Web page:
Since its introduction in 2010, the Canadian Produce Marketing Association’s Passion for Produce has drawn scores of young members of the produce industry to a unique mentoring program, and the 2015 program to be held at the 90th annual convention and trade show in Montreal boasts a new milestone in PFP attendance.
According to CPMA President Ron Lemaire, 19 “rising stars” in the industry will take part in this year’s mentoring program.
PFP was created as an “added value” to the association’s membership, giving young industry members an opportunity to fast-track their career development during the convention mentoring segment.
Lemaire said the 2015 “class” has representatives from leading companies in the produce industry, and he noted the fast-paced convention setting will provide the participants with both networking and targeted experiential learning.
Over the course of the convention and trade show, the 19 participants will partner with their mentors for “off-site tours, interactive sessions, networking events and more to learn all they can about the fresh produce industry in Canada.”
The first-hand experience, along with one-on-one discussions and important networking not only provides a better understanding of the industry itself but also helps develop relationships that will remain with the participants throughout their careers.
This year’s field of PFP participants consists of Gregory Bass, Metro Richelieu Inc.; Lynda Dick, Red Sun Farms; Peter Duckett, Loblaw; Sarah Friesen, Vineland Growers Co-operative Ltd.; Jack C. Hall, The Giumarra Cos.; Allen Hoang, Westmoreland Sales; Pierre Landry, QPMA Internship/Sobeys; Lex (Barry) Lexchin, Richard E. Ryan & Associates Ltd.; Fiona McLean, Ontario Greenhouse Vegetable Growers; Justin Meilleur, Del Monte Fresh Produce Canada Inc.; Dorothy Redick, First Fruits Marketing of Washington LLC; Michael Rojas of AMC Direct Inc.; Susan Sipos, Nova Agri Inc.; Bryson Slade, Martin’s Produce Sales; Michael Sousa, Mann Packing Co. Inc.; Jean-Luc Talbot, Metro Richelieu Inc.; Rhaymond Tuazon, Fresh Direct Produce Ltd.; Ryan Thomas, Markon Cooperative; and Joel Veri, Exeter Produce.
As it achieves the venerable mark of 90 annual produce conventions, the Canadian Produce Marketing Association stays true to its course with the theme “Educate, Create, Innovate” for the April 15-17 event at the famed Palais des congres de Montreal in historic Old Montreal.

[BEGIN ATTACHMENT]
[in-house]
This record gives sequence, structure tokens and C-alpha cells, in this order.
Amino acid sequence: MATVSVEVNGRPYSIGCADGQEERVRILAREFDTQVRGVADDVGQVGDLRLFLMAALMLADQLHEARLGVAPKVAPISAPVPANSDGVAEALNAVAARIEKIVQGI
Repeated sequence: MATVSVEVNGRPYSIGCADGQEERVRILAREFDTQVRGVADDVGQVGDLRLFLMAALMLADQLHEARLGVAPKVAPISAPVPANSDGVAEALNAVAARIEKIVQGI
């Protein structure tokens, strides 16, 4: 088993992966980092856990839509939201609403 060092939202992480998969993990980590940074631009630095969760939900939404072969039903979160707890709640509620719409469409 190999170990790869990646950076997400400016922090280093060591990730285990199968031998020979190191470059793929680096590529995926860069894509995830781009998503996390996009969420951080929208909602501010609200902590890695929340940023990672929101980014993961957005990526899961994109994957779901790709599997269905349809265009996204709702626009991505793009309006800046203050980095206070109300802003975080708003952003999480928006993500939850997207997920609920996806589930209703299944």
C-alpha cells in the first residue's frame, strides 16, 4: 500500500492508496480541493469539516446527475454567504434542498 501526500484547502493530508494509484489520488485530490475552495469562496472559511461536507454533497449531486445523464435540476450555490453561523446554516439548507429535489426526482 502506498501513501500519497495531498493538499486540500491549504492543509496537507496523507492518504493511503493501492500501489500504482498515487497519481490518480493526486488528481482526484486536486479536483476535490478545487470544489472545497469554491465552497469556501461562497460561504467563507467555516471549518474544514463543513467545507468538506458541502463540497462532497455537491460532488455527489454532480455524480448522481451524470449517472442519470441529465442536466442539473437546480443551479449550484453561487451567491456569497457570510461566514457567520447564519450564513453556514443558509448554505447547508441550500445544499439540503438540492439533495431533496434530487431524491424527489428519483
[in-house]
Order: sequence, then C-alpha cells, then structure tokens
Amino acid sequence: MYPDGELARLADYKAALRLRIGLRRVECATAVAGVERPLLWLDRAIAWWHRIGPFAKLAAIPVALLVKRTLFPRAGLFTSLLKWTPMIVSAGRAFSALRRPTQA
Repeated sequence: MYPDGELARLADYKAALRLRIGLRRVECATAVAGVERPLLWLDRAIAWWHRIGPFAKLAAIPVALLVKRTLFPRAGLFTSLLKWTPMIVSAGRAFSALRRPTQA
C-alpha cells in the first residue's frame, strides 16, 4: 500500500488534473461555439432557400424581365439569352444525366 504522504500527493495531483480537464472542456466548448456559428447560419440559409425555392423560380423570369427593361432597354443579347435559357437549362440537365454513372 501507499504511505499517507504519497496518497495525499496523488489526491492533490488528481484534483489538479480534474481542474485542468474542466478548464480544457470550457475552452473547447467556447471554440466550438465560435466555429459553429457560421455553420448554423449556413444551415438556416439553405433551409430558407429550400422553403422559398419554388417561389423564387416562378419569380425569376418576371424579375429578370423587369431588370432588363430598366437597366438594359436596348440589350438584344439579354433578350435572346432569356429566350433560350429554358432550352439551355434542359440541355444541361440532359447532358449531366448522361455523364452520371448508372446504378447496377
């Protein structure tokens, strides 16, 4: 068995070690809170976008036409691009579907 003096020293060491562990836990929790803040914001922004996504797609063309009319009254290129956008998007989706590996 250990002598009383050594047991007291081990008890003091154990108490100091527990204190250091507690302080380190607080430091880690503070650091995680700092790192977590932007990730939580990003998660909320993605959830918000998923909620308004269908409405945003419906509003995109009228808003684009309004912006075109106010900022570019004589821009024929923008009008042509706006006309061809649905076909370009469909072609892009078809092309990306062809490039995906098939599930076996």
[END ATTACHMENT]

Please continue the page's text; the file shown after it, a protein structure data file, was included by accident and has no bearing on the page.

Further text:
Outgoing CPMA Board Chair Bernadette Hamel, who holds the position of vice president of national procurement-produce for Metro Richelieu, said in her published remarks, “The theme for our 90th convention is ‘Educate, Create, Innovate.’ In this day and age we are regularly faced with challenges in the various aspects of our business. To overcome these challenges we rely on education, creativity and innovation to consistently find new and effective ways to move our products from field to fork.”
She added, “At the convention you will find our new and exciting ‘Learning Lounge,’ which will offer opportunities to learn more about innovation and creativity in the produce industry.”
And Hamel noted, “Our Convention and Trade Show is the largest of its kind in Canada and the must attend event of the year.”
Hamel’s career is one of distinction. Her involvement with CPMA includes being on the executive committee, and she is the second woman in the association’s history to hold the position of chair. She joined the Metro team in 1983 as a produce buyer and has held positions in several departments, including purchasing and merchandising. Hamel has been in her current position as vice president of national procurement of produce since 2008.
Hamel served as president of the Quebec Produce Marketing Association in 2008 and governor in 2009, and in 2014 QPMA named her Pillar, a first for a woman in 66 years.
At the conclusion of the 2015 event, incoming Chair Mike Furi will take the gavel from Hamel. Furi, manager of procurement for the Grocery People Ltd., has a long history in the produce industry and CPMA. His focus for 2015-16 will be “on expanding the CPMA’s advocacy efforts both federally and provincially on key files such as financial protection for produce sellers, health policy, food safety, labeling, and labor.”